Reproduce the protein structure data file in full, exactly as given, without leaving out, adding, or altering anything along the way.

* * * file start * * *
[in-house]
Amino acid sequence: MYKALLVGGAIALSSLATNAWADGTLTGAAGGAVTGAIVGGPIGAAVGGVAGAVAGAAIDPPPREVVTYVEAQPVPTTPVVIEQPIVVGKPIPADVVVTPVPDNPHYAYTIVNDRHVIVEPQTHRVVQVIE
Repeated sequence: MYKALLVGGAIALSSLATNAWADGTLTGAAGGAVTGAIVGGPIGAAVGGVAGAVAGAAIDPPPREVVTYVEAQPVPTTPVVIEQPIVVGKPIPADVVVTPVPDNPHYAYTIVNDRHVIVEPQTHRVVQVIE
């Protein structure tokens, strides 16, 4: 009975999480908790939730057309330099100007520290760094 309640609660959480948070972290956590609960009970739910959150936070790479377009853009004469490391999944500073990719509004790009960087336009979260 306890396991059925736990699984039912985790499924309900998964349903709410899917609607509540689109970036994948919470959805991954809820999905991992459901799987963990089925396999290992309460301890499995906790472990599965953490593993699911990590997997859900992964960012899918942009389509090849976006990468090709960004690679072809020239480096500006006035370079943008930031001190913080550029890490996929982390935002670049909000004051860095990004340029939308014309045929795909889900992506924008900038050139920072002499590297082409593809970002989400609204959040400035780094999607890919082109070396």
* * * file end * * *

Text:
[in-house]
Amino acid sequence: MYKALLVGGAIALSSLATNAWADGTLTGAAGGAVTGAIVGGPIGAAVGGVAGAVAGAAIDPPPREVVTYVEAQPVPTTPVVIEQPIVVGKPIPADVVVTPVPDNPHYAYTIVNDRHVIVEPQTHRVVQVIE
Repeated sequence: MYKALLVGGAIALSSLATNAWADGTLTGAAGGAVTGAIVGGPIGAAVGGVAGAVAGAAIDPPPREVVTYVEAQPVPTTPVVIEQPIVVGKPIPADVVVTPVPDNPHYAYTIVNDRHVIVEPQTHRVVQVIE
């Protein structure tokens, strides 16, 4: 009975999480908790939730057309330099100007520290760094 309640609660959480948070972290956590609960009970739910959150936070790479377009853009004469490391999944500073990719509004790009960087336009979260 306890396991059925736990699984039912985790499924309900998964349903709410899917609607509540689109970036994948919470959805991954809820999905991992459901799987963990089925396999290992309460301890499995906790472990599965953490593993699911990590997997859900992964960012899918942009389509090849976006990468090709960004690679072809020239480096500006006035370079943008930031001190913080550029890490996929982390935002670049909000004051860095990004340029939308014309045929795909889900992506924008900038050139920072002499590297082409593809970002989400609204959040400035780094999607890919082109070396």